COMM 3580: Health Campaigns: Business Resources

Business Research

Business Research: Starting, Brainstorming & Idea Gathering

Rule 1: Pick something that interests you

Rule 2: Help (in-person, chat, email) is available at the Marriott Library

The Wall Street Journal is available online through Factiva:

The past month of The Wall Street Journal is available in print in Periodicals on Level 2 of the Marriott Library.

Harvard Business Review is in full-text from 1922 through Online Journals and Business Source Premier:

The past month is available in Periodicals on Level 2 of the Marriott Library.

Forbes covers business, investing, technology and leadership.  Forbes is available in print on Level 2 of the Marriott Library in periodicals & online through Online Journals and Business Source Premier (see link above).


Three Great Starting Points for Business Research: Industry, Market & Company

Other Useful Business Research Tools Provided by the Marriott Library:

More useful business databases:

All of these resources are available at the Marriott Library.  If you have questions or need help:

Locate databases at, by clicking on the "Research Databases" tab, and sorting by letter or subject.
Locate "Online Journals" under "Quick Links" at and sort by first letter of your journal.

Search Strategies

Phrase Searching

Phrase searching is using quotations.

For instance:

"international olympic committee"
"Utah tennis"

It finds the exact phrase, and items with words in the order typed.  One exception is Scopus.  Scopus uses curly brackets or braces for {exact phrase} searching.  In Scopus, quotes are used for "loose/approximate phrase" searching.

Boolean Operators

Boolean operators are simple words (AND, OR and NOT) used as conjunctions to combine or exclude keywords in a search, resulting in more focused search results.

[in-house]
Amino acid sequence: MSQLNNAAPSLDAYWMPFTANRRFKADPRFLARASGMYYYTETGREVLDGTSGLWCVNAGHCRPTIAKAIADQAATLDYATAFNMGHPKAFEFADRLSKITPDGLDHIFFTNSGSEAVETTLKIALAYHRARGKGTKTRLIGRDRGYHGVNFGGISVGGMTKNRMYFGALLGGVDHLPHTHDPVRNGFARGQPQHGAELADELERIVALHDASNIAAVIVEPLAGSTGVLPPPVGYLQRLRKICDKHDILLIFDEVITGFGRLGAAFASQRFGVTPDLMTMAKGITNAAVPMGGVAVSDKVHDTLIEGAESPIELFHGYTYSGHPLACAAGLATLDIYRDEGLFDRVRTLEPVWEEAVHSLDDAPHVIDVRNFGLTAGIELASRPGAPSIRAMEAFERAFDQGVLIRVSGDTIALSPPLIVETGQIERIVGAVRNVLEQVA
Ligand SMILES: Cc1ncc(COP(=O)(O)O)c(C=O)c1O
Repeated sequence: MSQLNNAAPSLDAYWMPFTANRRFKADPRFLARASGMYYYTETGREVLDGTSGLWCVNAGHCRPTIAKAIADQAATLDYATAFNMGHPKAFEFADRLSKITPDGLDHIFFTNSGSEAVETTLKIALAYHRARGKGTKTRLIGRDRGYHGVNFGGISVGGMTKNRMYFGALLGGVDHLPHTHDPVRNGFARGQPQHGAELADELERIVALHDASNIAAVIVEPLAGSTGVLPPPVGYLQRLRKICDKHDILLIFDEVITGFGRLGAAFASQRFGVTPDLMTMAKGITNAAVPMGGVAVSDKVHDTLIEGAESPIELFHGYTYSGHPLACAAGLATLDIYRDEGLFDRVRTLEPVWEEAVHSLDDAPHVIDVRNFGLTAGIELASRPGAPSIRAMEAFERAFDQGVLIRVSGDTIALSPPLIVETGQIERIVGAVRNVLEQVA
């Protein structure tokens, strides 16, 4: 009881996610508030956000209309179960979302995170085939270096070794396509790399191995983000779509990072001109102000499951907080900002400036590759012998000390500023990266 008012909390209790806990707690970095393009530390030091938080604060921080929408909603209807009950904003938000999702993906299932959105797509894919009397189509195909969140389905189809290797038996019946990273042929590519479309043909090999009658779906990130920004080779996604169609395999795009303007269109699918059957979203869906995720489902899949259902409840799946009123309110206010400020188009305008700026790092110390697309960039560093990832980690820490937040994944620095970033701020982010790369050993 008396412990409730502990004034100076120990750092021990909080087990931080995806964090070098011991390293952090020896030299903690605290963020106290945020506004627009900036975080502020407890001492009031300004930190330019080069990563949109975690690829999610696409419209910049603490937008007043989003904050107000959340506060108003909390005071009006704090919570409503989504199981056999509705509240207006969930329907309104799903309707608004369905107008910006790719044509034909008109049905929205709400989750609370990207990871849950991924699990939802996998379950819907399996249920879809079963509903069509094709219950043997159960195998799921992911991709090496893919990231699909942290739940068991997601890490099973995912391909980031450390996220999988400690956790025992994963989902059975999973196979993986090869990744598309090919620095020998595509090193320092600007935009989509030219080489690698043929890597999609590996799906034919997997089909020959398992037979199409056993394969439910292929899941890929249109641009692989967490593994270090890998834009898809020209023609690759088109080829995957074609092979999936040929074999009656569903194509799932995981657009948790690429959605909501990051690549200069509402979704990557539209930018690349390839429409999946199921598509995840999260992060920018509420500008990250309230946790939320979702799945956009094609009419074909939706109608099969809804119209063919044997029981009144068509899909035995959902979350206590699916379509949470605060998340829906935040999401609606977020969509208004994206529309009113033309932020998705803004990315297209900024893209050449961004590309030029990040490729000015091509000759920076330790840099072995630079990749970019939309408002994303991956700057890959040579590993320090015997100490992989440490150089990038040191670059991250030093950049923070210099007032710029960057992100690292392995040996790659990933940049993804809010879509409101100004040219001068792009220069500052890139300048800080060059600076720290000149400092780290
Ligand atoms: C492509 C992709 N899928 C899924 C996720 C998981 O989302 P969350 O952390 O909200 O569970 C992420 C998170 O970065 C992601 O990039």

boolean operator OR venn diagram


  • Broadens or expands your search
  • Is used to retrieve like terms or synonyms
  • Finds all items with either teenager OR adolescent
  • In set theory and math, "union" is inclusive "OR".
    "OR" = teenager U adolescent

boolean operator AND venn diagram


  • Narrows or limits your search
  • Used to retrieve unrelated terms
  • Finds items with both diet and children
  • In set theory and math, "intersection" is "AND".
    "AND" = diet children

boolean operator NOT venn diagram


  • Narrows or limits your search
  • Finds the term "spider" not "monkey"
  • Use the NOT operator with caution
  • May eliminate relevant records

AND is the default or implied operator in Usearch, Google, Scopus, PubMed, EBSCOhost, and most search interfaces. 
"ecotourism sustainable" is the same as "ecotourism AND sustainable"

In Usearch, EBSCOhost, SCOPUS, and PubMed, Boolean operators (AND, OR, NOT) must be entered in upper case.

Truncation Stemming

Truncation or stemming is using an asterisk *.  It is also known as a wildcard.  Truncation is a symbol that retrieves all the suffixes or endings of a word.

For instance:

school*             retrieves school, schools, schooling, schooled, etc.
latin*                 retrieves latina, latino, latinx, latinos, latinas, latin, latinization, etc.

In the Library of Congress, % (percent sign) is a single character wildcard and ? (question mark) is truncation for multiple characters.


Nesting is commonly used when combining more than one Boolean operator (OR, AND).  Most search interfaces search left to right.  Using parentheses in a search changes the order of operation.

For instance:

(moral* OR ethic*) AND (assisted suicide OR euthanasia)
(ski OR skis OR skiing OR snowboard*) AND video*

Proximity or Adjacency Operators

Proximity operators allow you to find one word within a certain distance of another.

With (w), Near (n), Next (n), or Pre (p) are common proximity operators.

Read the database help to see if proximity operators can be used in your searches.

Thanks to Alfred Mowdood for authoring these instructions.

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